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Krishnamurthy is a PhD student at Duke University.
Finds that a main determinant of whether an individual will be executed is not the crime they commit, but the jurisdiction’s experience with executing others. This is not acceptable—legally, morally, or constitutionally.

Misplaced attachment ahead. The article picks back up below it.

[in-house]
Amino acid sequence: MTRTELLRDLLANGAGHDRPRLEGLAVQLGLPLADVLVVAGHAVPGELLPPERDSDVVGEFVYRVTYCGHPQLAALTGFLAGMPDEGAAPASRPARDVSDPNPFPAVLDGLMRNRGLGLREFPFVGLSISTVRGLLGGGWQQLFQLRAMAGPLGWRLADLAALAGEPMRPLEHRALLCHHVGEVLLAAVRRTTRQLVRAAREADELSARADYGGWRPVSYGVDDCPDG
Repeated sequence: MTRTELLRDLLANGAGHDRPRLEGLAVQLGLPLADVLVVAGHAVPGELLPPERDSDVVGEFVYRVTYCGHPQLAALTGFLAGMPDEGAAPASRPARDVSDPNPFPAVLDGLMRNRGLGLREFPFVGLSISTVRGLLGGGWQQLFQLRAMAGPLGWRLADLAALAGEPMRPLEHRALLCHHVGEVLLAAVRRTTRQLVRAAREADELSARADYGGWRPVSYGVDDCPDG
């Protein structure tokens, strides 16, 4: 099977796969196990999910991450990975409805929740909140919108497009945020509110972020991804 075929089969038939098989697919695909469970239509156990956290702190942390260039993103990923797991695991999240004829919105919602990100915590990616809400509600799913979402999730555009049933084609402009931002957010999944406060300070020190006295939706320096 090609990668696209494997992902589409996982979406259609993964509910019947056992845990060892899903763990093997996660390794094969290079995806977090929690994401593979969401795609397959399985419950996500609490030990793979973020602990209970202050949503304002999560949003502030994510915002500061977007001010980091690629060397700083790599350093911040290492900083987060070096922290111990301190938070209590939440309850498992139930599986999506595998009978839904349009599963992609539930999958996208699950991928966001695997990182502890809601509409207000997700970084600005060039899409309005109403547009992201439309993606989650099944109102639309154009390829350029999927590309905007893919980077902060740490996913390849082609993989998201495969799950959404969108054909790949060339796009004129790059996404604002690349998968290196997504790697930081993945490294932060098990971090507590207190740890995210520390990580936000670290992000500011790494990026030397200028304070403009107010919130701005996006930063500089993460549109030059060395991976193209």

Examines the record established through 40 years of experience with the “new and improved” death penalty since, in 1972, the U.S. Supreme Court invalidated all existing death penalty laws in its landmark Furman v. Georgia decision. Asks if the modern system has worked as intended, and have the states successfully targeted only a narrow class of particularly heinous crimes and the most deserving criminals for the ultimate punishment, or do various elements of caprice, bias, and arbitrariness continue to make the application of the death penalty akin to “being struck by lightning” as the Court noted in Furman?